To a growing group of people, mostly on the right, silencing hate speech has become akin to censorship and is perceived as a violation of their First Amendment rights. A growing number of right-wing politicians and pundits have jumped into the debate, with people like Ted Cruz joining the likes of conspiracy theorist Alex Jones in equating the enforcement of community guidelines in digital spaces as an act of “tyrannical censorship.”
The alt-right uses these opportunities to stroke fears of censorship. “If it happens to us,” they ask, “could you be next?” Phrases like “the First Amendment” and “my right to free speech” are often thrown around.
Unfortunately for those who believe any of this is connected to the First Amendment, internet companies silencing hate speech has nothing to do with the constitutionally protected right to free speech. Actions by private companies, by definition, do not violate the First Amendment.
The First Amendment is a limit on the government.
The First Amendment states:
Congress shall make no law . . . abridging the freedom of speech, or of the press; or the right of the people peaceably to assemble, and to petition the Government for a redress of grievances.
Over the centuries, and because of additions to the Constitution, the Supreme Court has found that the First Amendment also applies to state and local governments and the other branches of the federal government, in addition to Congress. But the key is that it only limits the government.
All “free speech” has limits.
Even the most ardent defenders of free speech rights admit that the First Amendment has limits. The Supreme Court has always recognized that certain categories of speech are exempt from protection. These categories include including child pornography, “true threats,” and speech that is both intended and imminently likely to incite violence. This is because these types of speech can have serious, even deadly, consequences, while adding little or no value to public discourse.
For all of its railing against censorship, even Gab has censored users. In August, after Microsoft threatened to drop Gab from its hosting services, Gab removed anti-Semitic posts from a high profile Neo-Nazi who said that Jews should be raised as “livestock’ and he wanted to destroy a “holohoax memorial.” Child pornography has never been allowed. And Utsar Sanduja, the now-former Gab COO, reported threats he received on Gab to law enforcement. These, too, are limits on speech.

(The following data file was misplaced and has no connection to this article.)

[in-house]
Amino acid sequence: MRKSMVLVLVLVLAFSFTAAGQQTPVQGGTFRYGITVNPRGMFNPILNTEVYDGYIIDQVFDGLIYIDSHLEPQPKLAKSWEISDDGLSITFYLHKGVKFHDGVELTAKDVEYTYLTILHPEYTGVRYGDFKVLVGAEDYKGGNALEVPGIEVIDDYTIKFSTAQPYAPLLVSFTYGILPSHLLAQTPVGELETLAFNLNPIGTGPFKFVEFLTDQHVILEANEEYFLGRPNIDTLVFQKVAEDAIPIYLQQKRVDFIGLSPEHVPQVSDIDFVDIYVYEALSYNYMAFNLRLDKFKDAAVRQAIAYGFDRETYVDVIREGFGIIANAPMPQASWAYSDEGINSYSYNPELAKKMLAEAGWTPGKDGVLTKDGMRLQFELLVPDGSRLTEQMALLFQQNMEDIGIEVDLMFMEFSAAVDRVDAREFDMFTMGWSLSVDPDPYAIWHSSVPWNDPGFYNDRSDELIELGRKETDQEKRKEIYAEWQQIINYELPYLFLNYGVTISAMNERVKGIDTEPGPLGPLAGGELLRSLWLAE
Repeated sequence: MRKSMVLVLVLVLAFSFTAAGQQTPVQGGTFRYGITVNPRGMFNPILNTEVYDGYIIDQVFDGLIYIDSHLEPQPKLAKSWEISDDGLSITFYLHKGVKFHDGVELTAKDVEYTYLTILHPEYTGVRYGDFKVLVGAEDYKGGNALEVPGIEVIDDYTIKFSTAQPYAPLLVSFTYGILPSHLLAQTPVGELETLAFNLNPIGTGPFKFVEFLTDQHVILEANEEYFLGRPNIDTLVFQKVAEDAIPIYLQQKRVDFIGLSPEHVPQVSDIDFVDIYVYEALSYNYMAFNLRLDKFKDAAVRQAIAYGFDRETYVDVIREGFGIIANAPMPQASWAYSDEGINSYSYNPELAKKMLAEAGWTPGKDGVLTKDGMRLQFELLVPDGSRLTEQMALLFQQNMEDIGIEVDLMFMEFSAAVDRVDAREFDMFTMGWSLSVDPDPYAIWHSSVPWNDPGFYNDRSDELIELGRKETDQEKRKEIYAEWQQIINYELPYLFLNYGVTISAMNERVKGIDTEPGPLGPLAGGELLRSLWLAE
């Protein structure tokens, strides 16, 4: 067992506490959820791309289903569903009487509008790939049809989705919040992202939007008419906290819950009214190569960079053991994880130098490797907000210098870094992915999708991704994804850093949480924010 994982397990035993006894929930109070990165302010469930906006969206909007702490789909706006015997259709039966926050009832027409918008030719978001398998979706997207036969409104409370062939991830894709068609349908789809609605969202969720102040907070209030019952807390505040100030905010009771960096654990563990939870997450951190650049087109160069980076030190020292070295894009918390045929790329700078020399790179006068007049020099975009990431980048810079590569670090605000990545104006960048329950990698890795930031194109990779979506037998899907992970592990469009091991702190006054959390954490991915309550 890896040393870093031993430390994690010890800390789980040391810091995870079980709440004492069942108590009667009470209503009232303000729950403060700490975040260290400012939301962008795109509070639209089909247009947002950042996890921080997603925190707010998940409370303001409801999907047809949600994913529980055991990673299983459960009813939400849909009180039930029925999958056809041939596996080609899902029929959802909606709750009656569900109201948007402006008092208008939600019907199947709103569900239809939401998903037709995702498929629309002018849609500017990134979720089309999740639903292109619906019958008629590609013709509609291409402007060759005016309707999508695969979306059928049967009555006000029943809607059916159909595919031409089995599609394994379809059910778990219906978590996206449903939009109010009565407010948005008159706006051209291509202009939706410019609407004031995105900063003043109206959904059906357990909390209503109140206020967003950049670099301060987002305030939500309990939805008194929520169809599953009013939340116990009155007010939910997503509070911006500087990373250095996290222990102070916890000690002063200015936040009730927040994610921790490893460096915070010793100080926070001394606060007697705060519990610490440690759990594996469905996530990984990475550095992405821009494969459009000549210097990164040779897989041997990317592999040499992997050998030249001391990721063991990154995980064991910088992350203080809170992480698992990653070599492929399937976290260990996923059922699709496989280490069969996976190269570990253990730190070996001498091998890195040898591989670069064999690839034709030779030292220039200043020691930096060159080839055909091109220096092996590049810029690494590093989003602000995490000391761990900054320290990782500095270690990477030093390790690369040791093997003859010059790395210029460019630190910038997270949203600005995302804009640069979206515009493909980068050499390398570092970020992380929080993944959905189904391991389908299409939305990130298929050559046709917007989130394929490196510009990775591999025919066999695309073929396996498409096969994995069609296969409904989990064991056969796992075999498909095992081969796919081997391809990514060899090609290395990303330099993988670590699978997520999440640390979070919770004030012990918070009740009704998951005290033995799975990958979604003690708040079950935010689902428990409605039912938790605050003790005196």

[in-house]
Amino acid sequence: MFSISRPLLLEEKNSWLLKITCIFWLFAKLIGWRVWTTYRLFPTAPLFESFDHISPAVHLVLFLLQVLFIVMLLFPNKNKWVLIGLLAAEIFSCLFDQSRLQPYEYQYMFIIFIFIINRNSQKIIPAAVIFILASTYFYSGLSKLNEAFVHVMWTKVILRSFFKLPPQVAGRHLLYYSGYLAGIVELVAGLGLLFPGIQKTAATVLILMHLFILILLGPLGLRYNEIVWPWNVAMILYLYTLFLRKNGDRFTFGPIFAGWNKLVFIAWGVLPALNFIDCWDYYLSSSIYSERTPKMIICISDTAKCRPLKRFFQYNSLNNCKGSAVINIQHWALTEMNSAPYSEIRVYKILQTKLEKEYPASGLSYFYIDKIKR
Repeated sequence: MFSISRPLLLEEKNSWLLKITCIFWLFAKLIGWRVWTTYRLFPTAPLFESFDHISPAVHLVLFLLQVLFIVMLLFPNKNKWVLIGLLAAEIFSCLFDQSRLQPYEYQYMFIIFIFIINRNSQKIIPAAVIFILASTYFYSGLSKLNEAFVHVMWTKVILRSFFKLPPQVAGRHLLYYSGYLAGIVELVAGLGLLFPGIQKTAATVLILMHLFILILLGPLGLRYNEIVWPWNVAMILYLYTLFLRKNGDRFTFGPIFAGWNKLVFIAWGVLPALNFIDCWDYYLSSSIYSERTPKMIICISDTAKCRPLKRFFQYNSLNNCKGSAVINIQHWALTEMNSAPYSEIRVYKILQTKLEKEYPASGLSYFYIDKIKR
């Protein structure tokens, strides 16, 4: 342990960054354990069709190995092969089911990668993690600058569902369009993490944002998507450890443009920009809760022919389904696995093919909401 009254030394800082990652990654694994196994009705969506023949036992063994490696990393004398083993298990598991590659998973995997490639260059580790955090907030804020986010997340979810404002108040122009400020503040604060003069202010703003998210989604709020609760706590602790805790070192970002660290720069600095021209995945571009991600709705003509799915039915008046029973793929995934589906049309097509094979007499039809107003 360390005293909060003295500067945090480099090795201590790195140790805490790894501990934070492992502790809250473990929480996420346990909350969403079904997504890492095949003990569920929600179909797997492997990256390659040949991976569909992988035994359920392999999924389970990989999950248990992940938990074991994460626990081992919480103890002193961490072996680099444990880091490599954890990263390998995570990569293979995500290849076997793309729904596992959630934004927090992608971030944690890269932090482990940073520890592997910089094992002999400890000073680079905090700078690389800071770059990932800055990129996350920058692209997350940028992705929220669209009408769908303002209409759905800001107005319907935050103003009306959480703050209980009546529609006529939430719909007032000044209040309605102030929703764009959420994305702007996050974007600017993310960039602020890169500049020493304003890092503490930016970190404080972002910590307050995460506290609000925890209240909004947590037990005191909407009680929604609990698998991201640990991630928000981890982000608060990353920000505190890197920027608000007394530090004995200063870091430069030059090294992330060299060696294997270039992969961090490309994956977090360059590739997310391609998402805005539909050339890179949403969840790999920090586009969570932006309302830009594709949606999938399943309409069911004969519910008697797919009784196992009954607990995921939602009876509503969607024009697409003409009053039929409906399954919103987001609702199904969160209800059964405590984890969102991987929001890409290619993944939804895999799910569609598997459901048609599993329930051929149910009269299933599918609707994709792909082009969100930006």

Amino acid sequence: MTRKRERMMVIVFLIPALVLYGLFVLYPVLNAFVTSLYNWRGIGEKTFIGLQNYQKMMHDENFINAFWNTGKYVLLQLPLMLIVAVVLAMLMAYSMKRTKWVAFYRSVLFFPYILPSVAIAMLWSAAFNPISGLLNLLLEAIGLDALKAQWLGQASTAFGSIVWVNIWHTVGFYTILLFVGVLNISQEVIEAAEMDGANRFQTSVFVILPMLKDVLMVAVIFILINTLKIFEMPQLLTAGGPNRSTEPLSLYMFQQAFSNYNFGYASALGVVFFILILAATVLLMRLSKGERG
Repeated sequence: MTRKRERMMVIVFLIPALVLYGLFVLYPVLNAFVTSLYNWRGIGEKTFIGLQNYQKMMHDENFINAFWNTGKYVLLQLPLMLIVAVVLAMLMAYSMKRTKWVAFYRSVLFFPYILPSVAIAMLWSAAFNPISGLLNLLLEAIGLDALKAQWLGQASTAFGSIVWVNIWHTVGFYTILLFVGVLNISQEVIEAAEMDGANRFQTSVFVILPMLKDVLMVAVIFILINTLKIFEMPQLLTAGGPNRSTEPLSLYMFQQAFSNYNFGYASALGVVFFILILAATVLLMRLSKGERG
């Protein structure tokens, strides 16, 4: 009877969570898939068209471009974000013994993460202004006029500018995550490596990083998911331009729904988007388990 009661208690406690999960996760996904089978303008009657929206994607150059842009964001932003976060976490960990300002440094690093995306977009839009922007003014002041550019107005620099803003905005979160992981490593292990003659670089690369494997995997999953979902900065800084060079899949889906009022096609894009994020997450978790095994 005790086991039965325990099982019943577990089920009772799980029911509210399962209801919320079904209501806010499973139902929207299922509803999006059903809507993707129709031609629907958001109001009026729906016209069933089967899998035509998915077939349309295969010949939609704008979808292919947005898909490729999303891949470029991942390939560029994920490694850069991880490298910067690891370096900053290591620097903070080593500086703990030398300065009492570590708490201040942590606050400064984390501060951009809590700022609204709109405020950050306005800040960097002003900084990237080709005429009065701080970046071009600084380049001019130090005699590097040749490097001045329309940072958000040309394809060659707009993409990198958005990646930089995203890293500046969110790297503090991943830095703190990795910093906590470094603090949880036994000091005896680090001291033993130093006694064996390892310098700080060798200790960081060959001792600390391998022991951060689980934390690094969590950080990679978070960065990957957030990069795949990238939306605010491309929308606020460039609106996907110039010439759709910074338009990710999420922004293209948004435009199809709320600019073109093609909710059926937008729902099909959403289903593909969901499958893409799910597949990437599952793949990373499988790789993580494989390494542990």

Private companies have First Amendment rights, too.
After their site went down on Sunday, Gab implored Trump take action on their behalf, via tweet: https://twitter.com/getongab/status/1056384624899715073
Ironically, this tweet asks President to violate the First Amendment rights of companies that no longer want to do business with Gab.
With the exceptions of protected classes like race, sex national origin, religion, and disability status, contained in civil rights laws, businesses and people have a constitutional right to choose with whom they do business. Anyone may legally refuse to do business with others who, for example, traffic in hate speech or violent rhetoric. People, businesses, and organizations all have a right to free speech and free expression. The President stepping in to force companies to do business with one another would violate their First Amendment rights.
Gab is gone (for now), but the underlying problems still remain.
Social media networks don’t exist in a vacuum. Before PayPal and Stripe terminated their relationships with Gab, they processed payments for them. GoDaddy previously hosted both Gab and Dylan Roof’s white supremacist manifesto. And without app stores and hosting providers, websites that relish in hate speech could cease to exist.